The particulars are these: It's based on the five-book Japanese novel series by Hiroshi Morii, the prolific science mystery author of several similarly described series'. This appears to be the singular work to appear on film. As far as Sky Crawlers goes, it turned out to be quite an accomplishment coaxing a single film from the immense and complex literary work, much the same way Yasutaka Tsutsui's Paprika novel put Satoshi Kon & Co. to the test, requiring a leap of faith on the author's part and even more of an effort to bring to fruition the most difficult source material's spirit.
One only must be as familiar with director Mamoru Oshii's Ghost in the Shell 2: Innocence to get a general sense of the grinding intellectual prowess he brings to Sky Crawler, although, thankfully, he is a far lighter and more playful here. Where he would relentlessly pound metaphysical principles and analysis at auds in GitS2, he has become mindful that confounding and intricate ideas really can be gotten if a bit of breathing room is given. And the film is more rewarding for that. Oshii's most recognisable hallmark is also front and center in Sky Crawlers; the pet basset hound. If there is anything that will signal this is a Mamoru Oshii creation, it's that.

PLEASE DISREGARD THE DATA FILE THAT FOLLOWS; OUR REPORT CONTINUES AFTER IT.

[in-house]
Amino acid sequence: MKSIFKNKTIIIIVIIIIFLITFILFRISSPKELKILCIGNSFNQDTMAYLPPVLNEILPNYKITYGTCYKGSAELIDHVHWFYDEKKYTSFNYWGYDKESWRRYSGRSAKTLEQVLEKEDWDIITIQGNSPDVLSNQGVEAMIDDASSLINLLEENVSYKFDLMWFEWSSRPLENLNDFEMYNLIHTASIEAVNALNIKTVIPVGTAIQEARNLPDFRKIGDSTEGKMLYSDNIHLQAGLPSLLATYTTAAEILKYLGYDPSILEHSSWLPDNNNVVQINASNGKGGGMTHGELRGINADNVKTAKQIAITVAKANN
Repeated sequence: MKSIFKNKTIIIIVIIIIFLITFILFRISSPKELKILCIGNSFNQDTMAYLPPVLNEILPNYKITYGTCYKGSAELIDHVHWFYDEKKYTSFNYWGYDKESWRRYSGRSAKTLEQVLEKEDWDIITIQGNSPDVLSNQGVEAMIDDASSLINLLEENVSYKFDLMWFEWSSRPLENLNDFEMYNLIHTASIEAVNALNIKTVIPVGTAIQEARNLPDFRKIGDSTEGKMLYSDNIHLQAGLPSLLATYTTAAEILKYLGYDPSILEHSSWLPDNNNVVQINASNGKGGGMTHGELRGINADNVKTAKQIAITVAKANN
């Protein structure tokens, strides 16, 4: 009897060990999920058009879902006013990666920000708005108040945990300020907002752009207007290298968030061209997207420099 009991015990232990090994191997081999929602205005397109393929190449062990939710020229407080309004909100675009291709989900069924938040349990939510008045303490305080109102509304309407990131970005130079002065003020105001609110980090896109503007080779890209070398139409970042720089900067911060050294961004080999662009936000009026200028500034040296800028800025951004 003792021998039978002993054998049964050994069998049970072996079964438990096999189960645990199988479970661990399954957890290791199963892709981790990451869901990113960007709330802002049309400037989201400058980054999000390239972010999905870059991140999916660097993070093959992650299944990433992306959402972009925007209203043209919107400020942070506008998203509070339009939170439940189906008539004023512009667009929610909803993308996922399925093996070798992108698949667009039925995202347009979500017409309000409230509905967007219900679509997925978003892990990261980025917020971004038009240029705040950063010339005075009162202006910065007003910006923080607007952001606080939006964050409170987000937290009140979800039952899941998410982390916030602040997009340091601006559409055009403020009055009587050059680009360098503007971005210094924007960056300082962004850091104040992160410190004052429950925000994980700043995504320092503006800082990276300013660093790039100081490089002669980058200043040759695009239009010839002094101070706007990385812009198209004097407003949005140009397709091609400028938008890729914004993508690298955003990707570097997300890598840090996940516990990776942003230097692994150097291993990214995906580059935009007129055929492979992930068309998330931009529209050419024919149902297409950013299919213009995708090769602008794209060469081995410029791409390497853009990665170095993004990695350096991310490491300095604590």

The gist of things are that an isolated air-base is home to a handful of so-called Kildren, children who fly reconnoissance missions and sometimes engage to protect a very specific portion of territory for an unnamed Alliance. Did I mention they don't age? They fly until they die. And if they encounter an axis pilot dubbed "The Teacher" they most certainly will. The story begins, and exists, primarily around a boy who arrives at the base with an unnatural interest in his own lost memories. Soon the history of his superior officer, a girl no older than himself, weighs on him. She knows more that she lets on and by her demeanor he begins to discover a past between them that shouldn't exist. In fact, even his fellow pilots, all three of them, are nonchalant about their boss, as well as the reasons they fly in the first place. But this is what they do and it's alright with them. Not to mention the group of adults that service their planes but maintain a removed attitude toward the Kildren.
It's really a slow-burner of a film and very confined in its scope, while at the same time offering commentary on issues from the futility of war itself to the virtue of participation and the metaphorical and actual killing of innocence, all without, as I mentioned, lecturing or flooding us with so much dialogue and theory that you want to dunk your head into a tub of ice water. But it is rewarding enough. And a visual treat to boot.